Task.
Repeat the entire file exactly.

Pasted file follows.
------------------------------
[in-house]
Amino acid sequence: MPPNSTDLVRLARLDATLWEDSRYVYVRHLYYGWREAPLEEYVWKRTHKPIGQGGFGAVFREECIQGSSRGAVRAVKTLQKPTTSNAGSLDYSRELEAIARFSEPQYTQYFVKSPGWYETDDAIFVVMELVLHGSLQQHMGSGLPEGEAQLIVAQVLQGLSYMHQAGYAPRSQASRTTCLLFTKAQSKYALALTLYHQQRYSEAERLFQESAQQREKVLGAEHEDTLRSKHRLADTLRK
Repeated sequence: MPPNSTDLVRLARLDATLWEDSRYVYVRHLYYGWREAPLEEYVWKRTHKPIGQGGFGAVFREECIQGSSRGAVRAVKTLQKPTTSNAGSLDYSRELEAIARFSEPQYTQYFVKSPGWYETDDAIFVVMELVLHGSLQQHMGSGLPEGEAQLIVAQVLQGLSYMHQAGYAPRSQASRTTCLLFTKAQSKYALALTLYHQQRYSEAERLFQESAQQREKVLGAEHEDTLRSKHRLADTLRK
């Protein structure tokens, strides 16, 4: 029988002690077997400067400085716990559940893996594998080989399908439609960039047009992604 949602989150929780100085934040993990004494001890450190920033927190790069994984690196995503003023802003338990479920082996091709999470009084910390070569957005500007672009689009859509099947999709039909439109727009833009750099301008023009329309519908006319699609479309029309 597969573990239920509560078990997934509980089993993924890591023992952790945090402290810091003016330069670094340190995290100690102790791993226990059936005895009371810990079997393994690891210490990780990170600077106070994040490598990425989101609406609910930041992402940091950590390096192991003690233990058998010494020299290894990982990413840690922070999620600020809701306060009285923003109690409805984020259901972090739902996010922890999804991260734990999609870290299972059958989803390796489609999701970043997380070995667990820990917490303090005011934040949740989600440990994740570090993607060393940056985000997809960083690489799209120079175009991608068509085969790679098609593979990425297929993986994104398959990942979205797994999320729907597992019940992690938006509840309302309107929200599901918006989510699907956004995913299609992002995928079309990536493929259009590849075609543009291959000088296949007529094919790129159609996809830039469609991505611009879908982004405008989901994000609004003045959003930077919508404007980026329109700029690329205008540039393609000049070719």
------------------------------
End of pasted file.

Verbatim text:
[in-house]
Amino acid sequence: MPPNSTDLVRLARLDATLWEDSRYVYVRHLYYGWREAPLEEYVWKRTHKPIGQGGFGAVFREECIQGSSRGAVRAVKTLQKPTTSNAGSLDYSRELEAIARFSEPQYTQYFVKSPGWYETDDAIFVVMELVLHGSLQQHMGSGLPEGEAQLIVAQVLQGLSYMHQAGYAPRSQASRTTCLLFTKAQSKYALALTLYHQQRYSEAERLFQESAQQREKVLGAEHEDTLRSKHRLADTLRK
Repeated sequence: MPPNSTDLVRLARLDATLWEDSRYVYVRHLYYGWREAPLEEYVWKRTHKPIGQGGFGAVFREECIQGSSRGAVRAVKTLQKPTTSNAGSLDYSRELEAIARFSEPQYTQYFVKSPGWYETDDAIFVVMELVLHGSLQQHMGSGLPEGEAQLIVAQVLQGLSYMHQAGYAPRSQASRTTCLLFTKAQSKYALALTLYHQQRYSEAERLFQESAQQREKVLGAEHEDTLRSKHRLADTLRK
């Protein structure tokens, strides 16, 4: 029988002690077997400067400085716990559940893996594998080989399908439609960039047009992604 949602989150929780100085934040993990004494001890450190920033927190790069994984690196995503003023802003338990479920082996091709999470009084910390070569957005500007672009689009859509099947999709039909439109727009833009750099301008023009329309519908006319699609479309029309 597969573990239920509560078990997934509980089993993924890591023992952790945090402290810091003016330069670094340190995290100690102790791993226990059936005895009371810990079997393994690891210490990780990170600077106070994040490598990425989101609406609910930041992402940091950590390096192991003690233990058998010494020299290894990982990413840690922070999620600020809701306060009285923003109690409805984020259901972090739902996010922890999804991260734990999609870290299972059958989803390796489609999701970043997380070995667990820990917490303090005011934040949740989600440990994740570090993607060393940056985000997809960083690489799209120079175009991608068509085969790679098609593979990425297929993986994104398959990942979205797994999320729907597992019940992690938006509840309302309107929200599901918006989510699907956004995913299609992002995928079309990536493929259009590849075609543009291959000088296949007529094919790129159609996809830039469609991505611009879908982004405008989901994000609004003045959003930077919508404007980026329109700029690329205008540039393609000049070719």